1. Strength-focused man­age­ment train­ing — When train­ing man­agers in per­for­mance man­age­ment skills, empha­sise the impor­tance of iden­ti­fy­ing and active­ly devel­op­ing their team mem­bers’ strengths dur­ing per­for­mance dis­cus­sions, rather than act­ing as “‘judge and critic”.
  2. Let man­agers know about the pos­i­tive to neg­a­tive feed­back ratio — Pro­vide guid­ance to all man­agers on the impor­tance of giv­ing reg­u­lar pos­i­tive feed­back and how to cor­rect­ly bal­ance it with con­struc­tive feed­back. Research sug­gests that the bal­ance of pos­i­tive praise to con­struc­tive feed­back should be around 3:1. Addi­tion­al­ly, if you are using a more for­mal 360 feed­back exer­cise (e.g. to sup­port coach­ing con­ver­sa­tions), place greater empha­sis on the areas in which the indi­vid­ual is strong and how those strengths can be utilised, and focus less on their weaknesses.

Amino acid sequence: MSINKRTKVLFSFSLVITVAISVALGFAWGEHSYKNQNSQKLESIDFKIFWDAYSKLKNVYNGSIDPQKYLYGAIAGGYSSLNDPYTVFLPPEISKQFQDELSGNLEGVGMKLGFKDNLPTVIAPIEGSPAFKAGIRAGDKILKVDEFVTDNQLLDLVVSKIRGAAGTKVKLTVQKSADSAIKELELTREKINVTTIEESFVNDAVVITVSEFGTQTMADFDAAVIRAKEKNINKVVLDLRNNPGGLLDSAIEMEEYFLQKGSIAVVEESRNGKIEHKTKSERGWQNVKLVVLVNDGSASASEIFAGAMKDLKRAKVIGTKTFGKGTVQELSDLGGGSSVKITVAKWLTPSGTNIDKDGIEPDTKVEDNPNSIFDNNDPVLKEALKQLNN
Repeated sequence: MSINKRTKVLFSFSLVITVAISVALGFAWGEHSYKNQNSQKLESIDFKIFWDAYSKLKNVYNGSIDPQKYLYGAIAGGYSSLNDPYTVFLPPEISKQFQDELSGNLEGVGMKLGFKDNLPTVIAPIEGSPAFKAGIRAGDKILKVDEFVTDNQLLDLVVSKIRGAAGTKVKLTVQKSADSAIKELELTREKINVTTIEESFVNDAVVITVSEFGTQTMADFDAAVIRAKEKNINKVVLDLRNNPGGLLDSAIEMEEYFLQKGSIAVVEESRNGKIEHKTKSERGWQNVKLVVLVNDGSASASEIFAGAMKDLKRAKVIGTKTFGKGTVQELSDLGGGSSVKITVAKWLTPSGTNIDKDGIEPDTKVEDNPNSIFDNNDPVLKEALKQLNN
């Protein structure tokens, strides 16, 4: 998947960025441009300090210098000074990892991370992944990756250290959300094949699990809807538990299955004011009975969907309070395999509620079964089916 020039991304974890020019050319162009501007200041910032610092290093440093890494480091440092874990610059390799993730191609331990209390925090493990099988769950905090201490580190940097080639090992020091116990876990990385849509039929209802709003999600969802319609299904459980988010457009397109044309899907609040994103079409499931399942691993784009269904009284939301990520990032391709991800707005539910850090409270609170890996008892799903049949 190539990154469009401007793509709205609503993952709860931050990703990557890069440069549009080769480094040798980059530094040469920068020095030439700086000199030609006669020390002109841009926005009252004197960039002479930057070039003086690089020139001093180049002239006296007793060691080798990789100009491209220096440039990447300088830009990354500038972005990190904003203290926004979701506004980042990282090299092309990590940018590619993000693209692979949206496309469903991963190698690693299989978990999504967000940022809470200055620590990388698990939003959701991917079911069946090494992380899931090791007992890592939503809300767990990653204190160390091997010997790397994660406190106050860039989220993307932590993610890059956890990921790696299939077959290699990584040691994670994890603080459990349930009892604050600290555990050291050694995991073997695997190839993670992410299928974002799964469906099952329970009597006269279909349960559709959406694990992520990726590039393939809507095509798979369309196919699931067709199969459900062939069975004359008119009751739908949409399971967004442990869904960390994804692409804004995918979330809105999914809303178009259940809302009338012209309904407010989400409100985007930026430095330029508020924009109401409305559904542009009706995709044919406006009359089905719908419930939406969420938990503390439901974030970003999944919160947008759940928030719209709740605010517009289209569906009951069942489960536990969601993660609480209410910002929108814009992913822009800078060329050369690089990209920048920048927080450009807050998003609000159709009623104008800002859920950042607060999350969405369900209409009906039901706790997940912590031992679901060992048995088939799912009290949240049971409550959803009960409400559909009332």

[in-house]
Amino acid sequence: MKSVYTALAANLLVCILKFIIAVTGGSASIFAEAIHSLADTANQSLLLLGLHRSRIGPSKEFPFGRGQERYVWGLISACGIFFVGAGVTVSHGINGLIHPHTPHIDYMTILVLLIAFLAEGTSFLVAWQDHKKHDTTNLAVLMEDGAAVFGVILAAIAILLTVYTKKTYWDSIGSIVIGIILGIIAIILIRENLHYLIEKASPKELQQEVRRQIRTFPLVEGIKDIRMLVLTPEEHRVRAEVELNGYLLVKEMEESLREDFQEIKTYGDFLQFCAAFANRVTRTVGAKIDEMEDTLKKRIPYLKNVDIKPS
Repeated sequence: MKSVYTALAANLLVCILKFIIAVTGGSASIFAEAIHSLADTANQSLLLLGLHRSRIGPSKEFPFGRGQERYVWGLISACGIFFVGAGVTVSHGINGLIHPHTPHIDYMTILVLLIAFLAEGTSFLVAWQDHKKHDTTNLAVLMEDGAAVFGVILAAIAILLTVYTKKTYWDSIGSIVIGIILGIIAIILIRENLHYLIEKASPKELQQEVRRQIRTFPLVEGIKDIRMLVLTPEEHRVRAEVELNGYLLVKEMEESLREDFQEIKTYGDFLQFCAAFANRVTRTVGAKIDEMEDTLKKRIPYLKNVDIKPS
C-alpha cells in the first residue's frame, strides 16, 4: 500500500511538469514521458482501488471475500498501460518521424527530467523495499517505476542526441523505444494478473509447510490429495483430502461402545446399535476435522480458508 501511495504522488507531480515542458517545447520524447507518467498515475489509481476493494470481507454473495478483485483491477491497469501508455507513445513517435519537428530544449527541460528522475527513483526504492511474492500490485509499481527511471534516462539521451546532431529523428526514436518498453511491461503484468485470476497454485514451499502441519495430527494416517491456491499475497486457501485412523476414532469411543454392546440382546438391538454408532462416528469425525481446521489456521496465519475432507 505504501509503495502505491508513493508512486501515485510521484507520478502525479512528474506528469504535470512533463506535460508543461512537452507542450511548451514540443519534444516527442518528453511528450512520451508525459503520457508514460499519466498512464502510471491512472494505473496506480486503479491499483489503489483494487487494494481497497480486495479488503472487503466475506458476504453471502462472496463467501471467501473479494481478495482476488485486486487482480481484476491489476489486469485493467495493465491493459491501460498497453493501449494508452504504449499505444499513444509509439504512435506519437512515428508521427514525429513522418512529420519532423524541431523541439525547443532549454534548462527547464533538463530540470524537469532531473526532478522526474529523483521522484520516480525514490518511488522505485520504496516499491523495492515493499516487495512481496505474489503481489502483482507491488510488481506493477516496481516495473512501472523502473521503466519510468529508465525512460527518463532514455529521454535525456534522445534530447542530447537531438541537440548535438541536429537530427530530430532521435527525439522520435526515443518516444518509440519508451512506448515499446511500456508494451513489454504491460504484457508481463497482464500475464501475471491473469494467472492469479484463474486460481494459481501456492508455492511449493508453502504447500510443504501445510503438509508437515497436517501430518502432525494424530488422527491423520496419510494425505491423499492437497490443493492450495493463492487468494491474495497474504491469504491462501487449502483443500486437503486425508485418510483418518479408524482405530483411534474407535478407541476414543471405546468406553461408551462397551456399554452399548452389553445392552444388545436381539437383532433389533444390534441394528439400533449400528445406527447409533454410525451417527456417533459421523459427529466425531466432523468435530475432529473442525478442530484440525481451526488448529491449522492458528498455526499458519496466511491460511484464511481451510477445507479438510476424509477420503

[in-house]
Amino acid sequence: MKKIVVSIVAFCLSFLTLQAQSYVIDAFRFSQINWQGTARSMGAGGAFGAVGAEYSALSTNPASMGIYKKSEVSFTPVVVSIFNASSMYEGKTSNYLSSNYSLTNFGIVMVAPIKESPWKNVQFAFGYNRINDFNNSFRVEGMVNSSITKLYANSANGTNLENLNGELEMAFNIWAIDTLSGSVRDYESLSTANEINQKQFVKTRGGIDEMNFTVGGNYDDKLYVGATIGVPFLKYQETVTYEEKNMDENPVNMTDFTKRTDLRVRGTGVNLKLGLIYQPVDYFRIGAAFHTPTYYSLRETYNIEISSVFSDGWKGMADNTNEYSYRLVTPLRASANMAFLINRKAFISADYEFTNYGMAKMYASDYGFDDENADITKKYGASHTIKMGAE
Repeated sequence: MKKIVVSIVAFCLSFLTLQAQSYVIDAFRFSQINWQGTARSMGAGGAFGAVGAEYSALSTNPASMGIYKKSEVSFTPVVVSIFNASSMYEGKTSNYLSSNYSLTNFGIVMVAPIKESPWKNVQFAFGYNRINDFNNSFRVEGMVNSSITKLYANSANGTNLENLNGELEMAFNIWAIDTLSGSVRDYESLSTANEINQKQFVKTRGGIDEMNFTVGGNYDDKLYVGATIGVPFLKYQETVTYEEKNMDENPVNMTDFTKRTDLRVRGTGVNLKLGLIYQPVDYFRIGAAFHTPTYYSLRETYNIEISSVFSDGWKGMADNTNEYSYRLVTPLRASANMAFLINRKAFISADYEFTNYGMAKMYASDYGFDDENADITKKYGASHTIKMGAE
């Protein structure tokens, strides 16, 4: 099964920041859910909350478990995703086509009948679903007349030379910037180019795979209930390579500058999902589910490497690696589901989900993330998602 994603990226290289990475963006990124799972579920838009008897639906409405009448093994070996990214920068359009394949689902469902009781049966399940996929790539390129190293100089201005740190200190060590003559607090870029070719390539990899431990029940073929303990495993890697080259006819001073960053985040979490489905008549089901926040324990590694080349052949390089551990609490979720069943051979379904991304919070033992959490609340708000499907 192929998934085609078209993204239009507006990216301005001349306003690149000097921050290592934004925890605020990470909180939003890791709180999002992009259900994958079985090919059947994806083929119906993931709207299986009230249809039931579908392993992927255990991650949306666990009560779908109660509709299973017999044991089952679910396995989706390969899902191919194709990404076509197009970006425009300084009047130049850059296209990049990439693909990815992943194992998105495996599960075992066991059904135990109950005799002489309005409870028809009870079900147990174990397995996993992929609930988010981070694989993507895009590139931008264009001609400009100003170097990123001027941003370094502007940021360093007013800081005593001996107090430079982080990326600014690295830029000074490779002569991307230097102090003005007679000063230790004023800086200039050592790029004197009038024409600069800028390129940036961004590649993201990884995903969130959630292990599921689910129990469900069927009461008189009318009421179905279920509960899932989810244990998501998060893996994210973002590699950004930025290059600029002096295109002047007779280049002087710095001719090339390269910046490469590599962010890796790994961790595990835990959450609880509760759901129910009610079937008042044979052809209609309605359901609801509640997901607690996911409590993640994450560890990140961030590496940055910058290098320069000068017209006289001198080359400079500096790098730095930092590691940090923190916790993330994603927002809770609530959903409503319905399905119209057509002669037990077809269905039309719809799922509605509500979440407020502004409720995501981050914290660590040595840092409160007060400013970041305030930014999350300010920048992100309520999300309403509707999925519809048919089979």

3. Lever­age skills in Per­son­al Devel­op­ment Plans — Ask your employ­ees to con­sid­er how they can fur­ther devel­op and lever­age their exist­ing strengths when plan­ning their per­son­al devel­op­ment needs.
  4. Con­sid­er strengths dur­ing the objec­tive set­ting phase — When set­ting objec­tives, ask employ­ees and their man­agers to think about what projects or ini­tia­tives the employ­ee could under­take that would play to their strengths.
  5. Con­tem­plate employ­ee key strengths dur­ing role design — Encour­age man­agers to think about how respon­si­bil­i­ties and tasks can be best allo­cat­ed between their team mem­bers to utilise their indi­vid­ual strengths.

How to Iden­ti­fy Strengths